Destructive Beauty: Icebergs Flip with the Power of an Atomic Bomb

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Destructive Beauty: Icebergs Flip Like Atomic Bombs

It might look like icebergs are gentle giants, but when they flip over, they can release a powerful force that can kill. This shows off their beautiful bellies, but it also causes earthquakes and tsunamis, and it’s possible for them to swallow nearby boats.

But why do these huge ice giants fall over in the first place? To understand this process, let’s start by talking about what an iceberg is.

The picture was taken hours after this iceberg has flipped. Image credits: Chris Feichtner

Oceanic and Atmospheric Administration says that an iceberg is a huge piece of ice that has broken off from a glacier or shelf ice and is moving in the ocean. Also, even though they float in the salty sea, icebergs are made of freshwater because they are formed from snow. But they have to meet certain requirements in order to be called icebergs.

Icebergs are generally submerged underwater and the tips you see floating are barely 10% of their total mass. Image credits: Greenland Travel

Icebergs must be at least 16 feet above sea level at their widest point, 98 to 164 feet thick, and cover at least 5,382 square feet of space. The next smallest thing is called a “bergy bit” or “growler.” Bergy pieces are usually medium to large chunks of ice that are at least 3 feet above sea level at their tallest point. They should cover an area of 1076 to 2229 square feet. Anything smaller than that is called a growler. Often, they’re about the size of a car or bus.

An iceberg is very solid because most of its weight stays below the water because of gravity. At this point, icebergs are not likely to flip over. Because of this, the chance of an iceberg turning is highest when it first forms.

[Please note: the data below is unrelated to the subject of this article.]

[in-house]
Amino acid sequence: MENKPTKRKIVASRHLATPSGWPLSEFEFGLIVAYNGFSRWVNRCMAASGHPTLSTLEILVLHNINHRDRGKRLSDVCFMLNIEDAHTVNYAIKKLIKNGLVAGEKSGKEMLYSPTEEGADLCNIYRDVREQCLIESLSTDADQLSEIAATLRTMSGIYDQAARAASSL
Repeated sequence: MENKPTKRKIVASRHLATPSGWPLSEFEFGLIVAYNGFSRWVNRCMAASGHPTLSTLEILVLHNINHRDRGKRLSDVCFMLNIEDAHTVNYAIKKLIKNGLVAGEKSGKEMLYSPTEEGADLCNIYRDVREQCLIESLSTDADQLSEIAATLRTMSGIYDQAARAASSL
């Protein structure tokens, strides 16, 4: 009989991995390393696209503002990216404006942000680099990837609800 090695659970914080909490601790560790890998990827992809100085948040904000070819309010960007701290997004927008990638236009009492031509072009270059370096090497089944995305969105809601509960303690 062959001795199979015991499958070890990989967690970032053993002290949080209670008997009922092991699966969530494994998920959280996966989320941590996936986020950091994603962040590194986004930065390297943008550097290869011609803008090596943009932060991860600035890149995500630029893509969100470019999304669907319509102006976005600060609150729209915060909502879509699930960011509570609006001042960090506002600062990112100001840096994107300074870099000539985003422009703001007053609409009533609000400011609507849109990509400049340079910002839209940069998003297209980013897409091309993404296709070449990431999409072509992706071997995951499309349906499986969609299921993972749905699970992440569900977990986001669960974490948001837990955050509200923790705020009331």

Iceberg A-76 is the largest iceberg in the world. Image credits: The European Space Agency

Think about how when you push a rubber duck or a plastic toy beneath, it will come back to the surface of the water exactly where it was. These things will find the most safe position based on gravity, which is also what flips an iceberg. If an iceberg breaks off from a glacier and falls into the water, its uneven shape makes it very unstable. It will try to put most of its weight below the surface so that it can float steadily with the help of gravity.

In the movie below, you can see this exactly how it looks. It shows an iceberg breaking apart and then stopping in one place after lowering most of its weight. Lake Jokulsárlón in Iceland is where the video was shot. People come to the lake to see the icebergs that break off of Breiamerkurjokull Glacier.

Even though it’s a beautiful sight, it can be very dangerous. Small icebergs might not be dangerous, but big ones, which there are lots of, could cause earthquakes or tsunamis.

At the moment, Iceberg A-76, a huge chunk of ice that broke off from Antarctica’s Ronne Ice Shelf, is the world’s biggest iceberg. It covers about 4320 square kilometres, which is a bit more than the Spanish island of Majorca. It’s scary to think about how much force something so huge could make.

A study from the University of Chicago found that when icebergs break off, they can release as much energy as some of the worst natural disasters in the world, or even more than an atomic bomb. When icebergs flip over, they can cause tsunamis. If they happen close to land or another solid surface, the ground may shake so hard that it can be seen as an earthquake.

A small model of an iceberg flip has been made by the experts. It’s clear that gravity is pulling most of the model iceberg down into the water. It stirs the water up very badly and makes a wave. Think about what it would look like with real icebergs.

But icebergs are dangerous even when they’re not falling over. Just look at what happened with the Titanic. In 1912, an underwater piece of an iceberg scraped against the side of a British ocean liner for about seven seconds. The ship finally sank in Iceberg Alley, which is very dangerous.

Making the International Ice Patrol was done to keep people from getting hurt by icebergs. They find and keep an eye on icebergs and let ships know about possible dangers.

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